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Nobel Prize for visiting academic

6 October 2005

Nobel Prize for visiting academic

For the second time in two years an academic visiting the University of Canterbury has been awarded a Nobel Prize.

The Royal Swedish Academy of Sciences in Stockholm announced overnight that leading organic chemist and current Erskine Fellow, Bob Grubbs, has been awarded the 2005 Nobel Prize in chemistry.

In October 2003 Emeritus Professor Clive Granger was visiting Canterbury when he received the phone call from Sweden telling him he was joint winner of the Nobel Prize for Economics.

Professor Grubbs and this year's other two winners were cited specifically for the development of the metathesis method in organic synthesis.

Metathesis is an organic reaction in which chemists selectively strip out certain atoms in a compound and replace them with atoms that were previously part of another compound. The end result is a custom-built molecule that has specialised properties, such as better drugs for the treatment of disease or better electrical conducting properties for specialised plastics.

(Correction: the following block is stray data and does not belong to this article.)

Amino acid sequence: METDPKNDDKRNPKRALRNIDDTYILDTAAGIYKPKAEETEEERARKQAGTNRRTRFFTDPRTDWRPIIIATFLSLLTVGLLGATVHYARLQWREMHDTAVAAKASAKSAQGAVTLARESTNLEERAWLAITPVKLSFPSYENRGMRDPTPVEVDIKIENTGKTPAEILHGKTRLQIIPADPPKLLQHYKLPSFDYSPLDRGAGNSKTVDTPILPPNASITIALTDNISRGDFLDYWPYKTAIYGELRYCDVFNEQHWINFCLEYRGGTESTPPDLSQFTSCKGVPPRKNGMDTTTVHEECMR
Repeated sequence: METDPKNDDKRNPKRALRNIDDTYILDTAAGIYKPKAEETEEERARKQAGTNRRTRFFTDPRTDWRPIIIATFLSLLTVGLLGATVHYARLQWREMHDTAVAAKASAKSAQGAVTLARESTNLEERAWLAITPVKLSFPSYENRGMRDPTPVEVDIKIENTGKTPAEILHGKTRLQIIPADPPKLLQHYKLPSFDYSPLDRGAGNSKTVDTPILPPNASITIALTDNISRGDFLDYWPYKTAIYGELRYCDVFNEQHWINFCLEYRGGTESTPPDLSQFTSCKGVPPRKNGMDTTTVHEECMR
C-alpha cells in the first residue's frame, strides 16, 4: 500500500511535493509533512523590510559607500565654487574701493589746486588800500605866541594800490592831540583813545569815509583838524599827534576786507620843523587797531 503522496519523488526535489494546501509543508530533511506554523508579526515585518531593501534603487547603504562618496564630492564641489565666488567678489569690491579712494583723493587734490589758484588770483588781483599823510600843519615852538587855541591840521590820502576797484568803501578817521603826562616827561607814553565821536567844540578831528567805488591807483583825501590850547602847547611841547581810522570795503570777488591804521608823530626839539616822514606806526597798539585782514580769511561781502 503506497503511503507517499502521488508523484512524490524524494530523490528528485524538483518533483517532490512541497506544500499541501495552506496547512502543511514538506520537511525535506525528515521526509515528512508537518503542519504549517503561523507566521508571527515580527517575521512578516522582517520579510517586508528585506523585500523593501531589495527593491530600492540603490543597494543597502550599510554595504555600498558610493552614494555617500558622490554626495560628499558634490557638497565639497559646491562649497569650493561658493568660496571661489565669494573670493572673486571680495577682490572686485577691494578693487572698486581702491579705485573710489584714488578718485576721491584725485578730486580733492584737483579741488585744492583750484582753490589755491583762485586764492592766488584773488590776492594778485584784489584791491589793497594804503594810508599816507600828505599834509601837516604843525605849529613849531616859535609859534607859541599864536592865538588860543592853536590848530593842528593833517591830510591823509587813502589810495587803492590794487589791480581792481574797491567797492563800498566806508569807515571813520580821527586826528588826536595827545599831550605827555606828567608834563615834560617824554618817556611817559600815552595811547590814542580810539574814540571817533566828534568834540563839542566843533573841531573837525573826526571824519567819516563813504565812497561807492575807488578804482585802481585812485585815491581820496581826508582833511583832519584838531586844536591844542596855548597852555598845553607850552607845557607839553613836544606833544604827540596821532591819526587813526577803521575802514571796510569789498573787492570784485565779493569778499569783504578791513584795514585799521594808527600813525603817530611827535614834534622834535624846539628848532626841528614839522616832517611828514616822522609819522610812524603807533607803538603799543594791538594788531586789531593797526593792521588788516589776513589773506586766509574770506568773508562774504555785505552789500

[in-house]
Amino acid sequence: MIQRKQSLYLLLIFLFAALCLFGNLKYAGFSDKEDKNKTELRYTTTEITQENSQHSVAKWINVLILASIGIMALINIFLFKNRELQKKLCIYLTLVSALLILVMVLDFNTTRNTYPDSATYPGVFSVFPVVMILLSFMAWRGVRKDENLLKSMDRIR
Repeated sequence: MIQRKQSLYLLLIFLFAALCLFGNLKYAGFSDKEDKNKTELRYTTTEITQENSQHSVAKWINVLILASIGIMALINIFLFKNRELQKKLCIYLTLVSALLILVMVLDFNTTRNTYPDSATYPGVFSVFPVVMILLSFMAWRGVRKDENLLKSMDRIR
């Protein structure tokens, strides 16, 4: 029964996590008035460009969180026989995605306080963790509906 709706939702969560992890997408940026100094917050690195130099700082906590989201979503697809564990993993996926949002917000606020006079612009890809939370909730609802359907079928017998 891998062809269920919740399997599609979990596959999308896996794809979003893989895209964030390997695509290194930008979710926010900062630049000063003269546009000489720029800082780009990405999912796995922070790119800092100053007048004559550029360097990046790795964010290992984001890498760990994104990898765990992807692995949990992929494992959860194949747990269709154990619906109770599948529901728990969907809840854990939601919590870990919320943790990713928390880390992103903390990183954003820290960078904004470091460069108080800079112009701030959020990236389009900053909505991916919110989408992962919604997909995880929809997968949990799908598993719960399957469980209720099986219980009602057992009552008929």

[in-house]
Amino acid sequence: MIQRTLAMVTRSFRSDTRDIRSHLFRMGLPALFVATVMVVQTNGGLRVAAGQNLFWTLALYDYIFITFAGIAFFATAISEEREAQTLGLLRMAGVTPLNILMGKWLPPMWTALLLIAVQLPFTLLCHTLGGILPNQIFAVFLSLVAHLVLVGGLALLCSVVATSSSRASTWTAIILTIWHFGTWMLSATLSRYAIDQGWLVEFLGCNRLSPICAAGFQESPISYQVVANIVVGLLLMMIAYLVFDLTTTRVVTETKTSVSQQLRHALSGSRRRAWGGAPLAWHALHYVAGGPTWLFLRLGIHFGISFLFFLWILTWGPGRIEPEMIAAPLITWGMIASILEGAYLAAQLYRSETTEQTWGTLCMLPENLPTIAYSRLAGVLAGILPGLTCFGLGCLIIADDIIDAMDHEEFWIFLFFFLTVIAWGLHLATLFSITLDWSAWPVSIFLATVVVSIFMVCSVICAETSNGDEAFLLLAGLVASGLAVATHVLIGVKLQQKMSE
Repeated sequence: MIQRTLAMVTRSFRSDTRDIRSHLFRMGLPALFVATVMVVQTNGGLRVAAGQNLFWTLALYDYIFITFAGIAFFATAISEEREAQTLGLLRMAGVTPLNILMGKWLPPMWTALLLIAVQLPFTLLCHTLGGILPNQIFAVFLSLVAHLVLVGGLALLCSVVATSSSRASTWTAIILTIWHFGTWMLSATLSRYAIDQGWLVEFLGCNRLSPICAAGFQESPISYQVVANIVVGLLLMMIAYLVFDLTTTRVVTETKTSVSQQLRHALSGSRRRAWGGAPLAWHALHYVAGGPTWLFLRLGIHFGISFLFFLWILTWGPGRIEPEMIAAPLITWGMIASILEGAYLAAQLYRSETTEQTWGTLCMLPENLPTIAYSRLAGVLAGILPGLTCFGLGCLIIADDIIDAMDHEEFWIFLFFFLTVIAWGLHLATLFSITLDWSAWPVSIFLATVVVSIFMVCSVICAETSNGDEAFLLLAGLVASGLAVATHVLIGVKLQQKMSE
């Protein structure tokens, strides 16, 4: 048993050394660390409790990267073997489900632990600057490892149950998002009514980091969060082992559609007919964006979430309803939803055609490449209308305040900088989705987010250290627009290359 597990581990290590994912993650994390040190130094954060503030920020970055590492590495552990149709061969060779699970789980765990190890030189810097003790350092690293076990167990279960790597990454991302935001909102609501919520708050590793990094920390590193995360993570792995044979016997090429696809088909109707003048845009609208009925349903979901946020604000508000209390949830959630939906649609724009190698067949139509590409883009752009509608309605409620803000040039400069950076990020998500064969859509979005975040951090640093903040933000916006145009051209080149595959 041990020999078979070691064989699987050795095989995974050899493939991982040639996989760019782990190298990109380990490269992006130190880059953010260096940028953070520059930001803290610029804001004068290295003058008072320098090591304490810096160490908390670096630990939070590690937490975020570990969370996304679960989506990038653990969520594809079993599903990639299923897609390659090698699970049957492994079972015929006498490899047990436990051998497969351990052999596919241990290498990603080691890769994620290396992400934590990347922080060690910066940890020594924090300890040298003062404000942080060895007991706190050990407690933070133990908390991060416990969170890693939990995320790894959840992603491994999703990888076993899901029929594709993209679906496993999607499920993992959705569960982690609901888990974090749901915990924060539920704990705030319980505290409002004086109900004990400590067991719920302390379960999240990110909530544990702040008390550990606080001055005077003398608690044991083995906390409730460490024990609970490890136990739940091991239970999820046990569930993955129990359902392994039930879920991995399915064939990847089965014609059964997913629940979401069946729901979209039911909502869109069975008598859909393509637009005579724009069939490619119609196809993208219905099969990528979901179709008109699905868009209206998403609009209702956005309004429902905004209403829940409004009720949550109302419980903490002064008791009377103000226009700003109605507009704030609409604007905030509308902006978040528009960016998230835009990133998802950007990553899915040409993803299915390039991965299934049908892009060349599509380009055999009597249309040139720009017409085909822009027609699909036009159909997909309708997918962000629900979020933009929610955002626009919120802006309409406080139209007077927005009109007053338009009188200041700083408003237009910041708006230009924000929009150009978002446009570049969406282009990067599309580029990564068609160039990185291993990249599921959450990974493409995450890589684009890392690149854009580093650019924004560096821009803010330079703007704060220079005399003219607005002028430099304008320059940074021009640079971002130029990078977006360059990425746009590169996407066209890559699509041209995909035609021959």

According to the Nobel citation, metathesis has already led to industrial and pharmaceutical methods that are more efficient and less wasteful, simpler, and more environmentally friendly.

"This represents a great step forward for 'green chemistry,' reducing potentially hazardous waste through smarter production," the Royal Swedish Academy said.

"Metathesis is an example of how important basic science has been applied for the benefit of man, society, and the environment."

Professor Grubbs is visiting Canterbury University as an Erskine Fellow from the California Institute of Technology (Caltech).

He says he is especially pleased that the Nobel committee has recognised research that has taken place at Caltech.

"I'm excited for all the outstanding students and postdoctoral fellows who have contributed to this work over the years."


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